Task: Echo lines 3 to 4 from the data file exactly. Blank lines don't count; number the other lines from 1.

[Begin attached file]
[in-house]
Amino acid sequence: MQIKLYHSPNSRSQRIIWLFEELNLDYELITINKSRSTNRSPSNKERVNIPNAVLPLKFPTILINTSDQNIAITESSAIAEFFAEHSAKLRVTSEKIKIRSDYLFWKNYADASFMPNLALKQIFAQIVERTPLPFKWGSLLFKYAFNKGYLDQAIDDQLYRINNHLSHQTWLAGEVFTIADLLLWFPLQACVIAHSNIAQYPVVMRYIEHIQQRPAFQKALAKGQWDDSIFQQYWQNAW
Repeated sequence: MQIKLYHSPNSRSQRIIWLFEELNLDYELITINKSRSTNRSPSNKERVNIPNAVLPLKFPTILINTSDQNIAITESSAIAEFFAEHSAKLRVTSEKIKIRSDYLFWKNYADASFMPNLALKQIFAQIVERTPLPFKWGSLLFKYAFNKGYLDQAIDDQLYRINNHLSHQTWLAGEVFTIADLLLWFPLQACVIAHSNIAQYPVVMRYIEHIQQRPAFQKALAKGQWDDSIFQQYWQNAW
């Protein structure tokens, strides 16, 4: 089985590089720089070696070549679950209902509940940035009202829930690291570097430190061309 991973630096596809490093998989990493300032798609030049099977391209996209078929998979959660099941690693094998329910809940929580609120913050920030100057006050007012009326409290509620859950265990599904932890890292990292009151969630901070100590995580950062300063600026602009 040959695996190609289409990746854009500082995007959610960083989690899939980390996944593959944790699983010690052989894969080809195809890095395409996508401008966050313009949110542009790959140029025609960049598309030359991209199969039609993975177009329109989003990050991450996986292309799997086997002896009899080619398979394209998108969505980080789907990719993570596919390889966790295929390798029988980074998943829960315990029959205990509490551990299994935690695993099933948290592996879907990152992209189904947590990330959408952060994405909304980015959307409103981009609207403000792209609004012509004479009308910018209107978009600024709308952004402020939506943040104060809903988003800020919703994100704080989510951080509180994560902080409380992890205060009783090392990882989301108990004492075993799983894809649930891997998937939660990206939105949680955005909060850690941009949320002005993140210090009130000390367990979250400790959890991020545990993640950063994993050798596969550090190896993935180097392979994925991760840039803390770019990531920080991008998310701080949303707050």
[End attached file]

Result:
Repeated sequence: MQIKLYHSPNSRSQRIIWLFEELNLDYELITINKSRSTNRSPSNKERVNIPNAVLPLKFPTILINTSDQNIAITESSAIAEFFAEHSAKLRVTSEKIKIRSDYLFWKNYADASFMPNLALKQIFAQIVERTPLPFKWGSLLFKYAFNKGYLDQAIDDQLYRINNHLSHQTWLAGEVFTIADLLLWFPLQACVIAHSNIAQYPVVMRYIEHIQQRPAFQKALAKGQWDDSIFQQYWQNAW
């Protein structure tokens, strides 16, 4: 089985590089720089070696070549679950209902509940940035009202829930690291570097430190061309 991973630096596809490093998989990493300032798609030049099977391209996209078929998979959660099941690693094998329910809940929580609120913050920030100057006050007012009326409290509620859950265990599904932890890292990292009151969630901070100590995580950062300063600026602009 040959695996190609289409990746854009500082995007959610960083989690899939980390996944593959944790699983010690052989894969080809195809890095395409996508401008966050313009949110542009790959140029025609960049598309030359991209199969039609993975177009329109989003990050991450996986292309799997086997002896009899080619398979394209998108969505980080789907990719993570596919390889966790295929390798029988980074998943829960315990029959205990509490551990299994935690695993099933948290592996879907990152992209189904947590990330959408952060994405909304980015959307409103981009609207403000792209609004012509004479009308910018209107978009600024709308952004402020939506943040104060809903988003800020919703994100704080989510951080509180994560902080409380992890205060009783090392990882989301108990004492075993799983894809649930891997998937939660990206939105949680955005909060850690941009949320002005993140210090009130000390367990979250400790959890991020545990993640950063994993050798596969550090190896993935180097392979994925991760840039803390770019990531920080991008998310701080949303707050």